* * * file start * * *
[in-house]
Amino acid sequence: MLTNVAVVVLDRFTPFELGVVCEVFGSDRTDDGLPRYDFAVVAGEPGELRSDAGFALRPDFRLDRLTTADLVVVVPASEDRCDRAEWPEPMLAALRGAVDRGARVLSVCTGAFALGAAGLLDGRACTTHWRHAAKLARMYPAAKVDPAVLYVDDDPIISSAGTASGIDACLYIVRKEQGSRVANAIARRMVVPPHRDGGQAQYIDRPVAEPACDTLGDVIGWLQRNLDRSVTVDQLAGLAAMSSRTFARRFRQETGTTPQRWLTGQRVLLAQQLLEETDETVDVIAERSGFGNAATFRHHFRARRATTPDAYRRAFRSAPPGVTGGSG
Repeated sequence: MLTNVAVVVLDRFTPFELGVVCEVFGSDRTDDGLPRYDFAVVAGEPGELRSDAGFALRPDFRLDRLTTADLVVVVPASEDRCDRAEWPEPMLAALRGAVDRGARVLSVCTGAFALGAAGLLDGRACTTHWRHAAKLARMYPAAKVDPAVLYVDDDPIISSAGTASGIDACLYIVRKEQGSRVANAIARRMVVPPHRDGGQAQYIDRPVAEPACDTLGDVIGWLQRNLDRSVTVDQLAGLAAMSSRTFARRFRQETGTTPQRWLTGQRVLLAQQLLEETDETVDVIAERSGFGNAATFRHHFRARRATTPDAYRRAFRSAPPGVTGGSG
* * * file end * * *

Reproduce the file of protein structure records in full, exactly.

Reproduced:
[in-house]
Amino acid sequence: MLTNVAVVVLDRFTPFELGVVCEVFGSDRTDDGLPRYDFAVVAGEPGELRSDAGFALRPDFRLDRLTTADLVVVVPASEDRCDRAEWPEPMLAALRGAVDRGARVLSVCTGAFALGAAGLLDGRACTTHWRHAAKLARMYPAAKVDPAVLYVDDDPIISSAGTASGIDACLYIVRKEQGSRVANAIARRMVVPPHRDGGQAQYIDRPVAEPACDTLGDVIGWLQRNLDRSVTVDQLAGLAAMSSRTFARRFRQETGTTPQRWLTGQRVLLAQQLLEETDETVDVIAERSGFGNAATFRHHFRARRATTPDAYRRAFRSAPPGVTGGSG
Repeated sequence: MLTNVAVVVLDRFTPFELGVVCEVFGSDRTDDGLPRYDFAVVAGEPGELRSDAGFALRPDFRLDRLTTADLVVVVPASEDRCDRAEWPEPMLAALRGAVDRGARVLSVCTGAFALGAAGLLDGRACTTHWRHAAKLARMYPAAKVDPAVLYVDDDPIISSAGTASGIDACLYIVRKEQGSRVANAIARRMVVPPHRDGGQAQYIDRPVAEPACDTLGDVIGWLQRNLDRSVTVDQLAGLAAMSSRTFARRFRQETGTTPQRWLTGQRVLLAQQLLEETDETVDVIAERSGFGNAATFRHHFRARRATTPDAYRRAFRSAPPGVTGGSG